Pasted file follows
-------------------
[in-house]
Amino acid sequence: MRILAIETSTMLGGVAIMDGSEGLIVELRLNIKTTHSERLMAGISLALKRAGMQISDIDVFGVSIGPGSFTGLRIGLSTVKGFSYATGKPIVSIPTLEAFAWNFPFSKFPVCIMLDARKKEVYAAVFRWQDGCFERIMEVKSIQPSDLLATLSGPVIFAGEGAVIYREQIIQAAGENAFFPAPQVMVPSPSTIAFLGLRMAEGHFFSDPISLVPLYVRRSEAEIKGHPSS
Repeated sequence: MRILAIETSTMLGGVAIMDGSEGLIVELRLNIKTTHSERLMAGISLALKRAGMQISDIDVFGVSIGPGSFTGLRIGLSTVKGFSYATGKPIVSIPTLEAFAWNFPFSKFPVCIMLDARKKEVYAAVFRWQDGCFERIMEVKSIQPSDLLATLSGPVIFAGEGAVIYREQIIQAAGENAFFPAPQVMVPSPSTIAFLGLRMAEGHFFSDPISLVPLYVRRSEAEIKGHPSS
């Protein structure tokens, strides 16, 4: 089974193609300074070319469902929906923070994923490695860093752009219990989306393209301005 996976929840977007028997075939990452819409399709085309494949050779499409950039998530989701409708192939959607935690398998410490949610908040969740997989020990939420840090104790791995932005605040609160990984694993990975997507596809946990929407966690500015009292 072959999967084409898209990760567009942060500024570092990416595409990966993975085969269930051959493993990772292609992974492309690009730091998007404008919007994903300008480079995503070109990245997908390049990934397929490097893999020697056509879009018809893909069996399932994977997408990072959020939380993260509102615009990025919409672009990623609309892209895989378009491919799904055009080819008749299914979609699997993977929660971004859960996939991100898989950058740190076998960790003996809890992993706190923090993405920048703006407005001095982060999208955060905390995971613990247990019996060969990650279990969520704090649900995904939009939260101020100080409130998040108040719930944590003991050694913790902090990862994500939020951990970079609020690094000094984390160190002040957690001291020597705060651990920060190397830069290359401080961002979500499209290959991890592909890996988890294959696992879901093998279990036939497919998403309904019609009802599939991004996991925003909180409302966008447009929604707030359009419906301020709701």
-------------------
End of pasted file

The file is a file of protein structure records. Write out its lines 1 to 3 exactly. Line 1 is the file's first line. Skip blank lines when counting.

[in-house]
Amino acid sequence: MRILAIETSTMLGGVAIMDGSEGLIVELRLNIKTTHSERLMAGISLALKRAGMQISDIDVFGVSIGPGSFTGLRIGLSTVKGFSYATGKPIVSIPTLEAFAWNFPFSKFPVCIMLDARKKEVYAAVFRWQDGCFERIMEVKSIQPSDLLATLSGPVIFAGEGAVIYREQIIQAAGENAFFPAPQVMVPSPSTIAFLGLRMAEGHFFSDPISLVPLYVRRSEAEIKGHPSS
Repeated sequence: MRILAIETSTMLGGVAIMDGSEGLIVELRLNIKTTHSERLMAGISLALKRAGMQISDIDVFGVSIGPGSFTGLRIGLSTVKGFSYATGKPIVSIPTLEAFAWNFPFSKFPVCIMLDARKKEVYAAVFRWQDGCFERIMEVKSIQPSDLLATLSGPVIFAGEGAVIYREQIIQAAGENAFFPAPQVMVPSPSTIAFLGLRMAEGHFFSDPISLVPLYVRRSEAEIKGHPSS